Prendre du recul
Sometimes you need to step back to gain perspective. Look at things from a different angle. That’s the beauty of going to different places. You see things differently. And it can be life-changing.
‘Prendre du recul’, the French expression for putting things in perspective, is helping me see what’s important during this time of transition. To ask: what do you wish for, really, and what can you jettison? And who: the people you care about and the ones you keep up with for form’s sake. What are the things (especially self-imposed) that are holding you back? I know I want less of some things (screen time, self-flagellation) and more of others (physical world, joyful pursuits, real-world connections). And I see how I’ve been turning in circles on certain things, like my current writing project, a novel of which I’ve written two-thirds of a draft but not felt committed to for the past several months.
It’s been a funny old time for me lately. Sort of like being in the Twilight Zone. As we settle in to our new apartment in Switzerland, our house in France sits empty. We’ve left it, but it’s still ours. A cord has yet to be cut.
Since we moved a few weeks ago I’ve felt half way between two lives, the new one chosen and the old one abandoned. It’s not that these two lives are so different. My work is the same as ever, although there are a great may things to accomplish to complete my relocation in Switzerland. I see a lot more of my husband, that familiar face of thirty years but which has been so often absent of late. But it is a different country, a new language of which I know nothing. Even though the locals are mostly willing to help me out with some English. And when they can’t, Google Translate is my guide.
What else is different? No masks around here, although you see the same information signs about the virus and hand sanitizing stations by the entrances to all the shops. Each canton does its own thing and here in mostly rural Schwyz, mask-wearing is not a thing. Unless on trains which is nationally mandated. I’ve worn a mask a few times when shopping and quickly felt like a pariah. I suspect it will soon be dropped.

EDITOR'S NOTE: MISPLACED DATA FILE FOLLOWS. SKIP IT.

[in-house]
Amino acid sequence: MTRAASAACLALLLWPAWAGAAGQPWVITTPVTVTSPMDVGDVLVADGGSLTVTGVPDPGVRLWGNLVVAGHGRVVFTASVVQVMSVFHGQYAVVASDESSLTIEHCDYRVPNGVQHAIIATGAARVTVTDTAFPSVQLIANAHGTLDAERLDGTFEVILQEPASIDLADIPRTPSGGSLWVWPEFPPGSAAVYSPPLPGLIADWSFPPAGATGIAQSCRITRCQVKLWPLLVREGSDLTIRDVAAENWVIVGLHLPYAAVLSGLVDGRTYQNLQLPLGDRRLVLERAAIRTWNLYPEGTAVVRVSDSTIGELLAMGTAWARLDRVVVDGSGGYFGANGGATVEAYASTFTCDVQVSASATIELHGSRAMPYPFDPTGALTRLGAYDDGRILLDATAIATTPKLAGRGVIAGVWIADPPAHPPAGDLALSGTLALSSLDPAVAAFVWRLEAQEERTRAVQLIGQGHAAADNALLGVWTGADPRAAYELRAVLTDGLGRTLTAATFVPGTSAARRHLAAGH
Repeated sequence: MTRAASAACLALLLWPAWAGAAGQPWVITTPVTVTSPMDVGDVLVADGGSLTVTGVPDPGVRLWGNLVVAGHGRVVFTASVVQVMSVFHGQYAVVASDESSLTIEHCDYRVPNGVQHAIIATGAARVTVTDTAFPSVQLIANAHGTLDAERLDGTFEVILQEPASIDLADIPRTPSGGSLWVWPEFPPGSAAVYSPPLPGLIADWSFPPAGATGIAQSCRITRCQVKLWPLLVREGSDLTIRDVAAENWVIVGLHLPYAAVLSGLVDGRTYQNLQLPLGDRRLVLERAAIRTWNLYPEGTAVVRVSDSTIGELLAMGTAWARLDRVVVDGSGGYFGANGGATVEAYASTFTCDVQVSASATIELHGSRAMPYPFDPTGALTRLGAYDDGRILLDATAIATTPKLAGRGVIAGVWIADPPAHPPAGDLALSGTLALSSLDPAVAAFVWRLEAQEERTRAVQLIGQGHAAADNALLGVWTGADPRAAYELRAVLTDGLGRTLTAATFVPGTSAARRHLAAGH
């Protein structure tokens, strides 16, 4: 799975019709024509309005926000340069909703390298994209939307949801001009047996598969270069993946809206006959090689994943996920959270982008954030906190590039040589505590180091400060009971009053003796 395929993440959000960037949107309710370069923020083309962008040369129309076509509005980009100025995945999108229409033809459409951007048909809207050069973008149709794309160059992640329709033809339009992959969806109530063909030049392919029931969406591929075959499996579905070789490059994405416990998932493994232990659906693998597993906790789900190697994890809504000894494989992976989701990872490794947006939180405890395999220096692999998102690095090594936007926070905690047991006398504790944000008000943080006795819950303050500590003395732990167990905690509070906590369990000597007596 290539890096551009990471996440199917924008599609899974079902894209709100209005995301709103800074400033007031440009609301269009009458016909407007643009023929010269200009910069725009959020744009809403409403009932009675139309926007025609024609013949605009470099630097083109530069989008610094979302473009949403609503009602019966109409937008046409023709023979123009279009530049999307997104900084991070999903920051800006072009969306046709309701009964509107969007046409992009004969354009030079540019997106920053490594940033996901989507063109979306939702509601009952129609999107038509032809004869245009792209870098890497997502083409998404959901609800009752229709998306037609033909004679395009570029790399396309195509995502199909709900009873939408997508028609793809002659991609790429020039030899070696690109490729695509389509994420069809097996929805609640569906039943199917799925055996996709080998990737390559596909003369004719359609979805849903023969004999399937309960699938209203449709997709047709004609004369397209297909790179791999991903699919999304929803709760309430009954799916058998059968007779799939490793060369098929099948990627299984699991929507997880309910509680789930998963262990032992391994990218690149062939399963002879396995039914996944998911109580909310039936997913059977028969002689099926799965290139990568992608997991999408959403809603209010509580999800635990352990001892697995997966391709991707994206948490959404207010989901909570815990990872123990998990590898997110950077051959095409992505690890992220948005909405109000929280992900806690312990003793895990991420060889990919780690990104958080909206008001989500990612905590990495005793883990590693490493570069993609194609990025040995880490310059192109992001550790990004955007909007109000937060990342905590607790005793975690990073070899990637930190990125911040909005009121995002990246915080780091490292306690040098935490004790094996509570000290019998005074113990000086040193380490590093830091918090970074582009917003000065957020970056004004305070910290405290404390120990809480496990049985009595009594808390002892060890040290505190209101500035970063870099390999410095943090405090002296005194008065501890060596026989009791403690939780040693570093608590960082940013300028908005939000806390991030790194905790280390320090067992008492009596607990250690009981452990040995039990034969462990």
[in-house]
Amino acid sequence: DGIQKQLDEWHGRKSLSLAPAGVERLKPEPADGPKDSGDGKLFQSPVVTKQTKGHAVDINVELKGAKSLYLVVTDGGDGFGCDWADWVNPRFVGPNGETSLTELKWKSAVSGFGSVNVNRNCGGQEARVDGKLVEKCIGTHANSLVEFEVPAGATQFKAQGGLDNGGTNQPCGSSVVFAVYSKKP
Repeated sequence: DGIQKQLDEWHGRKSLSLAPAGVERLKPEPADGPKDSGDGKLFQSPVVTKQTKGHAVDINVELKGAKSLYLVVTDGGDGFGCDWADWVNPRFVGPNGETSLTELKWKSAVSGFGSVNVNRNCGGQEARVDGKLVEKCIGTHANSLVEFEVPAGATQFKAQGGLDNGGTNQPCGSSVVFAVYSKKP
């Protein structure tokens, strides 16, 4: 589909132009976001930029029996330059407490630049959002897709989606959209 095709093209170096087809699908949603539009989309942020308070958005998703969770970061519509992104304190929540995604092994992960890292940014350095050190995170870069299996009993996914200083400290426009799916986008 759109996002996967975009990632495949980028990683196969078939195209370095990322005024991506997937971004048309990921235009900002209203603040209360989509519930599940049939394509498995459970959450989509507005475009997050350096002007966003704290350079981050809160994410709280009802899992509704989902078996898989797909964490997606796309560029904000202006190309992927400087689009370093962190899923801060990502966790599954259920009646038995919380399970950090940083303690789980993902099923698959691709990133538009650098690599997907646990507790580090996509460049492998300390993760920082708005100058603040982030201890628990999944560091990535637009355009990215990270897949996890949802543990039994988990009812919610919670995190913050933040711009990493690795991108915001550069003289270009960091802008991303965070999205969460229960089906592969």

Yet when we were back in Geneva last weekend, masks were mandatory everywhere indoors. Being so close to the border with France, and with an uptick in cases in Suisse Romande (Cantons of Geneva, Vaud and Fribourg), it was almost like being back in France. Without the endless debate over every last thing the government is doing. (When I heard they were closing all restaurants and bars again in France this week, it felt like another world.)
Last week’s trip had been arranged around our house sale, which then fell through. But we had to go back to the house anyway. Make sure that everything was okay. Pick up the mail and consider next steps. In the meantime one of the buyers has decided to go it alone and the sale may still happen. More on that later.
Besides, it was our son’s birthday. Perspective, again. There were candles to blow out and champagne to be drunk. Which we did in socially distanced fashion outdoors on a beautiful, warm night. Surely the last of the season.
It’s officially fall now and the weather has decided to align with the calendar. The days are cooler and after two weeks of sun it is raining here where I am. I don’t know what it’s doing there where I was. But I suspect that in a little while, this whole period of turmoil, of being neither here nor there, of feeling trapped in the space between life-before and life-after, will be behind us. Not just for me but for this whole, crazy pandemic-plagued world.
A little perspective, it seems, goes a long way.
How are you feeling?
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